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bucketmouth64

Conservation officer/dnr profession

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bucketmouth64

My son who will be graduating from high school in Indiana is considering going to school for CO/dnr. Wondering if anyone on FM is in this profession that could give some insight on the schooling. He was told there are two schools that are recommended one in Indiana and the other in MN. Wondering what college in MN that might be. I've also been told these are some of the hardest jobs to get employed and there are usually a lot of applicants or a waiting list. Any truth to that? I don't want to discourage him if this is what he wants. But I am also trying to be realist about the job market potentials. Maybe he could pursue this career at a later time. He also could fallback on his second interest in the CAD/CAM industry which we've been told that there is a good demand.

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DTro

For some reason I want to say that Ely has has a CO program.

Not sure if it's an urban myth or not, but what I've heard is that unless you are a minority or female......good luck smirk.gif

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prov1900

Minnesota has a P.O.S.T program, meaning that your son, if he chooses, can go to college in the State of Minnesota and become a certified peace officer when he graduates. After that, it is up to him to apply for different positions, as they come up, in the state. Not an easy task. Every college grad with that degree, trust me there is a lot, is applying for every and any police type position that comes up, from one officer towns, to state level investigatory jobs. Not to discourage him. It is a very rewarding career, regardless of what law enforcement area you work in. I can only imagine that being a CO would only be that much more rewarding. I can tell you from experience, that MNDNR is looking for outstanding/experienced individuals. Get your kid through school, regardless of what state, and after that, get a job, regardless of the size of department/office. Get his experience and start the process. MNDNR is a great organization and the pay and benefits are top notch. If this sounds discouraging, it shouldnt, because in all fields, the competition is pretty stiff. My only advise to your son is to go all in if that is what he wants. And along with that...STAY OUT OF TROUBLE, NO MATTER HOW PETTY SOME TROUBLE SEEMS. Little things that people do in college for fun can come back to haunt you later. (I just never got caught grin.gif)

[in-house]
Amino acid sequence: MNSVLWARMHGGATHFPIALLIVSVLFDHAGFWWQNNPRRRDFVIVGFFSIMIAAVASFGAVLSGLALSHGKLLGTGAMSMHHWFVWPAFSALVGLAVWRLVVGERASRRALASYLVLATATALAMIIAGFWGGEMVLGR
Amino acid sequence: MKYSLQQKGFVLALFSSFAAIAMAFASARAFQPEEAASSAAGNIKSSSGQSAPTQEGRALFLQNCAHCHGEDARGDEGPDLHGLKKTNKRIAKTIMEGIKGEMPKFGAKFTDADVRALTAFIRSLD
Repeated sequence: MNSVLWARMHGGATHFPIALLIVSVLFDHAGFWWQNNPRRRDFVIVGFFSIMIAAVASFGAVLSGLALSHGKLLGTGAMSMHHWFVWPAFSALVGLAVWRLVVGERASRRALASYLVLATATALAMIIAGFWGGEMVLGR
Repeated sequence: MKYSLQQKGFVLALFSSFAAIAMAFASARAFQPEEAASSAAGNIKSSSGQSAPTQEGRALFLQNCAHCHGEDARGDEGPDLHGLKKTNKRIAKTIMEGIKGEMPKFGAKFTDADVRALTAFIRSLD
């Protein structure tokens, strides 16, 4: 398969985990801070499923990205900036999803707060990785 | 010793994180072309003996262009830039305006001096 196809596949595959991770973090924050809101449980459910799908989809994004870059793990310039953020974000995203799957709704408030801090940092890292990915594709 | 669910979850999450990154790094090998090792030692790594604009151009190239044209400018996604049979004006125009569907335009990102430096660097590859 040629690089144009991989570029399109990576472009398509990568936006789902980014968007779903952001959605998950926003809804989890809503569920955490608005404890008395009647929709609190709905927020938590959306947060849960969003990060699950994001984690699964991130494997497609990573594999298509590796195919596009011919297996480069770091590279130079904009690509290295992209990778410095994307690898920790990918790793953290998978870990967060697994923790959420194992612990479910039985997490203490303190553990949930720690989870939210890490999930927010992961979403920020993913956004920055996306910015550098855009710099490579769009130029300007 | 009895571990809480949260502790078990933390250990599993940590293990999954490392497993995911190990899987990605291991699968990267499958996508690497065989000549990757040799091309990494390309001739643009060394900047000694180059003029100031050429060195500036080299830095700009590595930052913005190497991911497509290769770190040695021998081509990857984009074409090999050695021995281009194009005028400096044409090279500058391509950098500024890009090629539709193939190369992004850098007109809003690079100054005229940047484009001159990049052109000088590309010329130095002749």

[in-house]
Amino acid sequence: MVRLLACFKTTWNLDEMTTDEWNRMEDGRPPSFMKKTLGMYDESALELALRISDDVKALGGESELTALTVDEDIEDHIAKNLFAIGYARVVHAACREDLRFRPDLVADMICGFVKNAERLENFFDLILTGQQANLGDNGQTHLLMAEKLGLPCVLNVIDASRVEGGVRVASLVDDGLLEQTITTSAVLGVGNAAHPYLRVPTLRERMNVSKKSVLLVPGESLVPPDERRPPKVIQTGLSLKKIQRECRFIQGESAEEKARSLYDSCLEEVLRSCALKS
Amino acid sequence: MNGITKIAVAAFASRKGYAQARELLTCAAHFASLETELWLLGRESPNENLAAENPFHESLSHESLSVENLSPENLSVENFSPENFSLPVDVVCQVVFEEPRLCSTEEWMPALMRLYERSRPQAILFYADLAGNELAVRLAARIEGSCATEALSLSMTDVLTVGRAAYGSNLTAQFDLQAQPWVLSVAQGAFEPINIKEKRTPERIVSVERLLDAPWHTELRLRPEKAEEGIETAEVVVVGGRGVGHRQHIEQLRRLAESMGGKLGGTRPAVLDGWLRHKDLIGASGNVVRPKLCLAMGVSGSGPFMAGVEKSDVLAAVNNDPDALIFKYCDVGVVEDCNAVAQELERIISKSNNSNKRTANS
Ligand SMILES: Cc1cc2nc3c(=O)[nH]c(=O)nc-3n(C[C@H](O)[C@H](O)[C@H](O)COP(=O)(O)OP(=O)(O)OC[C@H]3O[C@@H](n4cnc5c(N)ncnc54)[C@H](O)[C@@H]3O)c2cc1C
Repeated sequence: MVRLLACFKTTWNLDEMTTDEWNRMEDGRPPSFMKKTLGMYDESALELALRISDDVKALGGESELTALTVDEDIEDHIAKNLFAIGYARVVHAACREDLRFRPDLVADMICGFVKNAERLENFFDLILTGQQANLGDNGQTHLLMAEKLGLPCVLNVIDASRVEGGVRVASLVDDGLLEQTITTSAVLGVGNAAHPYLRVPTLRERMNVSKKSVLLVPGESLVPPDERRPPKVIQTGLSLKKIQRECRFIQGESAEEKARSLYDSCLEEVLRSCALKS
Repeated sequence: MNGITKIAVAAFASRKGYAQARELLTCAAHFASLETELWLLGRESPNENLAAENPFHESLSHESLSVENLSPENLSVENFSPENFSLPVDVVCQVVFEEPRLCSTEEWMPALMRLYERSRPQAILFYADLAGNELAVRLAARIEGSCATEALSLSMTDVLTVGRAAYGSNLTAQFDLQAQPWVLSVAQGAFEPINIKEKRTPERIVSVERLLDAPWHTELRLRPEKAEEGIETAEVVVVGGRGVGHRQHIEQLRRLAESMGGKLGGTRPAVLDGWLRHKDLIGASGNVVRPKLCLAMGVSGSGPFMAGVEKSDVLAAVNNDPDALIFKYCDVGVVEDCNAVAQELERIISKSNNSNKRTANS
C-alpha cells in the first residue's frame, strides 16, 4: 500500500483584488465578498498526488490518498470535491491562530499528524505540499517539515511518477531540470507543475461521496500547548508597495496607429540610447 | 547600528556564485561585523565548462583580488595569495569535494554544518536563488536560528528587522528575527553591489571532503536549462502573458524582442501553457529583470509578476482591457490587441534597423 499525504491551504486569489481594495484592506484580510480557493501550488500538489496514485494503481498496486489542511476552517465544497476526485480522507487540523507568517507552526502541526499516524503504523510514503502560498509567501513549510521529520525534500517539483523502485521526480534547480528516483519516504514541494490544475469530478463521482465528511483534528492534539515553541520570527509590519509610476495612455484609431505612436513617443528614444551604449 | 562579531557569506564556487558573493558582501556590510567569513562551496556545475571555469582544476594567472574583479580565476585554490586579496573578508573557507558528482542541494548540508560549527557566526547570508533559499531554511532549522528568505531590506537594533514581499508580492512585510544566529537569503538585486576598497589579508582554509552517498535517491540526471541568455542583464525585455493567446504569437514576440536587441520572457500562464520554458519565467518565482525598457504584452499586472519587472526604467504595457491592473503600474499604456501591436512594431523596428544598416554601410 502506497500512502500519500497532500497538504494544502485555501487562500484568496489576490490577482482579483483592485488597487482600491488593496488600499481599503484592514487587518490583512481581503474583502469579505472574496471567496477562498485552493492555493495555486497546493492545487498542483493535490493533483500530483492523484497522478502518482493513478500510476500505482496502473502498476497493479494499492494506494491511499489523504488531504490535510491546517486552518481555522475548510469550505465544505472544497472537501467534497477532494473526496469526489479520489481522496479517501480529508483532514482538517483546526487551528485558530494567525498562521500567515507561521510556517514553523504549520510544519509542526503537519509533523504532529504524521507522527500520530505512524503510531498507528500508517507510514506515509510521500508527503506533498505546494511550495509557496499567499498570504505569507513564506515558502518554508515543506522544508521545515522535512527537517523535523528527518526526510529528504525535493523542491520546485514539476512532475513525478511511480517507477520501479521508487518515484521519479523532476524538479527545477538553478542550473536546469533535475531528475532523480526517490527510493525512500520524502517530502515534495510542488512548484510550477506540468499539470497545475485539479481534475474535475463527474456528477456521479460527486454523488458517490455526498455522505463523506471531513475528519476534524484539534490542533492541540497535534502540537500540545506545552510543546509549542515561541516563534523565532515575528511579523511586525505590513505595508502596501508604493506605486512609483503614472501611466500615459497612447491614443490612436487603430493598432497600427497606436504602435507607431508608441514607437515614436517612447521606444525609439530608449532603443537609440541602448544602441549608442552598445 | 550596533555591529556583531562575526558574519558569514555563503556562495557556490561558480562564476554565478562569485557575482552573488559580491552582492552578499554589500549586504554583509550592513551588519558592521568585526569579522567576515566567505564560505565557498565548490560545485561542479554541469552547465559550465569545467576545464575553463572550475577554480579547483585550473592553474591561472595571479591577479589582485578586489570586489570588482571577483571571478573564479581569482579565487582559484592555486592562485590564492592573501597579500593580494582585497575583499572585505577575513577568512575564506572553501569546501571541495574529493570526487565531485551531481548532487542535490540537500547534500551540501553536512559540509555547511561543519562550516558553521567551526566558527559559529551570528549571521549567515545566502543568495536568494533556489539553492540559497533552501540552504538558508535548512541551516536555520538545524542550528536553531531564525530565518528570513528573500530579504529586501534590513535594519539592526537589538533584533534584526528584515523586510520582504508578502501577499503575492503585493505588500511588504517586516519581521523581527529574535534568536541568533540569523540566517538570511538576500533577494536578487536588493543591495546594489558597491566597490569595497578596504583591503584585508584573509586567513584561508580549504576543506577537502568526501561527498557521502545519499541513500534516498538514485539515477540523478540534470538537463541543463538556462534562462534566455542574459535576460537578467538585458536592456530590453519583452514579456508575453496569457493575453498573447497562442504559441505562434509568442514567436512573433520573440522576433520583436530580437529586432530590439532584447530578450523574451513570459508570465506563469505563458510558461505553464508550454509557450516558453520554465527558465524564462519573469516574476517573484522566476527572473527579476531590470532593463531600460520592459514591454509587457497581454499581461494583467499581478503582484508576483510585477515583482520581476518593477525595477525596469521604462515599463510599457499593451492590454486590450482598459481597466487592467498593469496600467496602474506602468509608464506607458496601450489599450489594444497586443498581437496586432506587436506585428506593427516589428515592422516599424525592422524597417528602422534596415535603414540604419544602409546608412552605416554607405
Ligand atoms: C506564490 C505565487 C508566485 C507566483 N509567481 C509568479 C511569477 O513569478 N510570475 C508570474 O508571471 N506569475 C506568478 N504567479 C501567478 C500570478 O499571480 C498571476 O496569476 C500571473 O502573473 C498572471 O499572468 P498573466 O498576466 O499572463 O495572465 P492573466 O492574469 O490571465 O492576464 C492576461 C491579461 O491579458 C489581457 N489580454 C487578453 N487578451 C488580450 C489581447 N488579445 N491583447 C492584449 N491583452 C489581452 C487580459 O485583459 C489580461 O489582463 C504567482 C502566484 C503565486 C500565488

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deerhuntr8

Quote:

For some reason I want to say that Ely has has a CO program.

Not sure if it's an urban myth or not, but what I've heard is that unless you are a minority or female......good luck
smirk.gif


Why am I not shocked? I am so sick of this minority crap. mad.gif

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dustin85

Vermillion Community College in Ely is probably the school with natural resources/ law enforcement that you are thinking of. I almost attended there for that, then at the last minute changed my mind and went to school for electronics because, at the time, it sounded nearly impossible to get a job with MN DNR.-Later!

Dustin

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DTro

Quote:

Quote:

For some reason I want to say that Ely has has a CO program.

Not sure if it's an urban myth or not, but what I've heard is that unless you are a minority or female......good luck
smirk.gif


Why am I not shocked? I am so sick of this minority crap. mad.gif


I tend to agree, but let's not turn this into a negative post. I was just stating what I've heard.

I'll always argue however that a job should be earned by the person best qualified. I guess the problem with that is if the person hiring uses questionable criteria. Then you can throw the whole arguement out the window.

Anyways, back to the main subject. There are times I wish I would have pursued my love of the outdoors for a career. I sit at work and constantly daydream about sitting in a boat or walking in the woods. I'm sure I drive my co-workers nuts with my never ending fishing stories/babble.

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PierBridge

Quote:

He also could fallback on his second interest in the CAD/CAM industry which we've been told that there is a good demand.


BINGO, yes there is enormous demand and potential in this field.......I would definitely go this "cad/cam" route and then he can spend his free time and increased money's on fishing, hunting.